Monday, February 16, 2009

Tree of Life? Not So Much!

Earlier this winter, two ice storms wreaked havoc on an arborvitae hedge on the east side of our house. The hedge was already looking rather sad and appeared to be declining, with lots of bare areas and several large pieces dying and breaking off. I wondered if it was diseased or had some kind of bug. I googled, and learned about bagworms. I didn't see any. Before the ice storms the hedge was still upright, except for one tree I staked after finding it leaning last summer.

Now the staked tree is the only one standing. I hoped, but didn't expect that after the ice melted the arborvitaes would right themselves. They didn't. Friday I decided to take a closer look.

George came along to commiserate with me.

Some of them are fractured at their bases, others haven't snapped yet but are badly leaning. It's not pretty, nor is the prospect of losing more of our backyard privacy. I suppose we could try to stake the ones that aren't broken. That would probably be at best a temporary solution for a couple of them, considering the shape they're in aside from the leaning. The broken ones are gonners. Arborvitae means 'tree of life' - looks more like Hedge of Horror to me.


  1. Sorry about your trees, they will grow back better than ever... I know about losing trees we got destroyed by Hurricane Fran years back. But it all worked out good as I bought a nicer place that is a wildlife paradise.

  2. Anonymous7:21 AM

    That is heartbreaking -- it's always disappointing to lose a tree. I would certainly stake the ones that survived and give them a healthy, acid-rich feeding this spring, such as RX30, just to give them a boost. And good luck with them. They are among my favourite trees. :)

  3. Poor things. It is so frustrating when this happens! I hope you can save some.

  4. Thanks Randy, I hope you're right.

    If they don't make it, I have a long wish list of shrubs that I think would do well in that area.

    Hi Nancy, thanks for the encouragement. I think I will try to save the ones that aren't broken.

    Thanks Tina. Me too!

  5. Oh dear. How depressing. Hmm. I'd have a careful look at it, and if it's definitely seriously diseased, either clobber it with something powerful, or if you don't like doing that (which I don't), grit your teeth and grub it all out. Order yourself some replacement trees that don't suffer the same disease and take a loppers and then a pick-axe to it.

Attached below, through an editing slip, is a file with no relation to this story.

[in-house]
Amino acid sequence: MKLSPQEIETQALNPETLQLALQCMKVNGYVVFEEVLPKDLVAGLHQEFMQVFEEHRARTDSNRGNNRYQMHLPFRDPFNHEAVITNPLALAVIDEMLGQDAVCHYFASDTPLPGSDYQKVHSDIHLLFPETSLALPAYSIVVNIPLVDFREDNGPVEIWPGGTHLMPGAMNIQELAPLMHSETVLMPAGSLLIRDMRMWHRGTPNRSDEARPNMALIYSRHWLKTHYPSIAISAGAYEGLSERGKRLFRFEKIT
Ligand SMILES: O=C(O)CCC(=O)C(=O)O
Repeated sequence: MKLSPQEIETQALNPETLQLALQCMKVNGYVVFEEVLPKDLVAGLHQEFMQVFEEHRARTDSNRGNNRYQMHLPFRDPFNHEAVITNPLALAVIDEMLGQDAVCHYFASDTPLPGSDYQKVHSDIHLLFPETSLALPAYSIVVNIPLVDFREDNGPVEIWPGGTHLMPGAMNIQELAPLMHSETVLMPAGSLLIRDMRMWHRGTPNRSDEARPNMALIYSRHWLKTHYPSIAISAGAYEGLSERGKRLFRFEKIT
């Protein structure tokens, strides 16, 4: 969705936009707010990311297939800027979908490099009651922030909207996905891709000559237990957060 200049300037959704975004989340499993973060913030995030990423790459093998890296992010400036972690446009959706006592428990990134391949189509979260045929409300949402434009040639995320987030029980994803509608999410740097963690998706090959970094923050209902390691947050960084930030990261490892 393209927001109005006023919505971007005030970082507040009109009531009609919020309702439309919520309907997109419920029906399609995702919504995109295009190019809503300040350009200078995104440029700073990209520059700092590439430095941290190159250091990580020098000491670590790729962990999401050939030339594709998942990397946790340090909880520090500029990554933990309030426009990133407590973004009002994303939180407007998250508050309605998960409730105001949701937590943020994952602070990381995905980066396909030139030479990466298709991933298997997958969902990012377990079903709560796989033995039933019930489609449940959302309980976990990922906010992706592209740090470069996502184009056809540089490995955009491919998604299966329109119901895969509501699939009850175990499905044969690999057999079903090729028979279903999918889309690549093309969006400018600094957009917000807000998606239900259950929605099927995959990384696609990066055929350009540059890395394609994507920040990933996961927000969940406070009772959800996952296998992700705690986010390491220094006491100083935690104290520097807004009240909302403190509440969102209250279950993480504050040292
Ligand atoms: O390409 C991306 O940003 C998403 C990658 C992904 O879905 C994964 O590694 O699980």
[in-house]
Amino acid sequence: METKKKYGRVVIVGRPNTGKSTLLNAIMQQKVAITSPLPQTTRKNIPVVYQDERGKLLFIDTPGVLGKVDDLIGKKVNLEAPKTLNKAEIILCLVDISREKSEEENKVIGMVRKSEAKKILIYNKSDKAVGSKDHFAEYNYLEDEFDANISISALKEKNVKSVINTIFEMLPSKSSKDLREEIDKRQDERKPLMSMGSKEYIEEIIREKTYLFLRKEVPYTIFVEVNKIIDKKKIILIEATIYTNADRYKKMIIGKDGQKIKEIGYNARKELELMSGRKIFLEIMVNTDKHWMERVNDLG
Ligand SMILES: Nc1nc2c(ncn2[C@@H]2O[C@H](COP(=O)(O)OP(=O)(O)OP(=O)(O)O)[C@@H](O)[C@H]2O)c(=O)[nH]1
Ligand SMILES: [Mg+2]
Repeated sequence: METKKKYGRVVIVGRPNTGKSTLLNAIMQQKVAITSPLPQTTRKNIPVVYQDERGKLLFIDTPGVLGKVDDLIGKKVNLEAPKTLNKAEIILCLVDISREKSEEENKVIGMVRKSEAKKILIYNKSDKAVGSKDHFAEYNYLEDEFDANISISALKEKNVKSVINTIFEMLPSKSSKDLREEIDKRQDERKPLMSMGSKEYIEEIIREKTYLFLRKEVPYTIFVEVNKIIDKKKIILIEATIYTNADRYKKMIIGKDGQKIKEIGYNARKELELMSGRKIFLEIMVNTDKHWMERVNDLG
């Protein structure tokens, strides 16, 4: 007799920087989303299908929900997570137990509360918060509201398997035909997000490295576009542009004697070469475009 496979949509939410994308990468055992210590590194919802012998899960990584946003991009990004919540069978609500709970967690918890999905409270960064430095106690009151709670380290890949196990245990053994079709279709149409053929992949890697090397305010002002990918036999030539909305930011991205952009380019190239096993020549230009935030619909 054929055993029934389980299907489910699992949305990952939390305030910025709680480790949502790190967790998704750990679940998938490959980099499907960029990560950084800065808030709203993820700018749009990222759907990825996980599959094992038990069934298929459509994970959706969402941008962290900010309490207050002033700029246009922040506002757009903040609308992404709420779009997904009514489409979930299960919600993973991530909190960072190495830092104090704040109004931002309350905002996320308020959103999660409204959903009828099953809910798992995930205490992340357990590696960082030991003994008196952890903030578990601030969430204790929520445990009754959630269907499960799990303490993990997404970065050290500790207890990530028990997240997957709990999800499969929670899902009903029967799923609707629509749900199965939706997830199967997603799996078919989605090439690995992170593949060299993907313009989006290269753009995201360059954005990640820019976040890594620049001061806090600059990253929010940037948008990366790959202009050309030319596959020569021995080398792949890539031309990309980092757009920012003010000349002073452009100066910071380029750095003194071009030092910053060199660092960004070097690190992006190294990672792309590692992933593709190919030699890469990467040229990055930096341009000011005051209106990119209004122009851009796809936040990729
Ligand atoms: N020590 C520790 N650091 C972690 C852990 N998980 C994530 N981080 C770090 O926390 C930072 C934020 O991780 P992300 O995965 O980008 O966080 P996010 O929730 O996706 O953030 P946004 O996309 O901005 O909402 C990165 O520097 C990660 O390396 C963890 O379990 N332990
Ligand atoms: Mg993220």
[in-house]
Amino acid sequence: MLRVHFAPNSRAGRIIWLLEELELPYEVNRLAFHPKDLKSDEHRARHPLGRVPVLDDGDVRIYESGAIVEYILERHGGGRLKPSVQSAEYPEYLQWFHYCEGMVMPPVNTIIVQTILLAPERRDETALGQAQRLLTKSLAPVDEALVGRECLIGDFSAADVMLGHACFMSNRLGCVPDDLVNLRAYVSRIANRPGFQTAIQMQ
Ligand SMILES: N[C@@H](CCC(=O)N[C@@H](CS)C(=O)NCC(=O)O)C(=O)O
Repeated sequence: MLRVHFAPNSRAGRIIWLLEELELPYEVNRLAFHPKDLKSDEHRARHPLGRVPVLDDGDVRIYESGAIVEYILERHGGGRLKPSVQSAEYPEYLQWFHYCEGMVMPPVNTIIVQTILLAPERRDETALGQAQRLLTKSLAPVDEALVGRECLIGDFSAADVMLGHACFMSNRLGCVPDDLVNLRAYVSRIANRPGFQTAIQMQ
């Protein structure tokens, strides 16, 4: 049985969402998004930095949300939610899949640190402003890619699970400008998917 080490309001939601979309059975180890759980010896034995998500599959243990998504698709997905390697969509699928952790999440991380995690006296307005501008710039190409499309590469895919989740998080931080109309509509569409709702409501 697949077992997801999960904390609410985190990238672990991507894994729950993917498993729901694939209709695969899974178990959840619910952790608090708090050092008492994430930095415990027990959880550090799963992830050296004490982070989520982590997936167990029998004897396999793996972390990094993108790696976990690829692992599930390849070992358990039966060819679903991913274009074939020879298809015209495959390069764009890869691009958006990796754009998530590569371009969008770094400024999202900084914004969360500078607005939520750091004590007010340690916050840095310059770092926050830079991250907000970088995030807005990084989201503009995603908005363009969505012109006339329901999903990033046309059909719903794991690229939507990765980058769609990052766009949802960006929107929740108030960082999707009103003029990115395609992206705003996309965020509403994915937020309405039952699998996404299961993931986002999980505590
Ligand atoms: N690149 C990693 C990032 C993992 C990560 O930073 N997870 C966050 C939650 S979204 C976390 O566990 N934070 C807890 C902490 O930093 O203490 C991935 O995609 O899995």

Re the loss of privacy - you could put annual climbers in pots a little inside the new trees until they grow.

    I hope you don't have to do all this though!

  6. Hi Emily, I'm hoping that I can get some help finding out what's wrong with them at my Master Gardener classes. I don't know if any of them can be saved, but I don't want to give up on them without trying to nurse them back to health.

    If I do have to replace them, there are so many beautiful shrubs I'd love to add. Adding vines temporarily is a good idea too.

  7. Oh, that's just terrible! Too bad they were'nt yews, to be cut back & regenerate. I like the idea of vines, but instead of annual vines, this looks like a good place for a hefty Clematis or 2. They look so elegant growing through Arborvitaes. I've hesitated about trying it on mine for fear of damaging the shrubs, but as yours are already damaged, you might as well give it a try.

  8. They sure are pathetic-looking MMD!

    Hmmm. . . I hadn't thought of letting some clematis grow through them. I might give that a try once I stake the ones that are salvageable. Maybe the clematis would help hide the supports.

  9. I feel your pain! This is what I hate about arborvitaes such as these. They split and sections die off until finally they are all dead and have to be removed. I'm still surprised by running into a dead stump or root from some we used to have by the pool.

    There are still four of them left, but the same thing is happening to those, too, one by one. They grow quickly though and make a nice privacy hedge for the pool, so we'll likely replace some of them if it comes to that. I've tied mine together up high on their trunks to help them not split.

  10. Hi Kylee, it's a shame. They can be so pretty, and provide nice privacy. Wish they weren't so vulnerable though.


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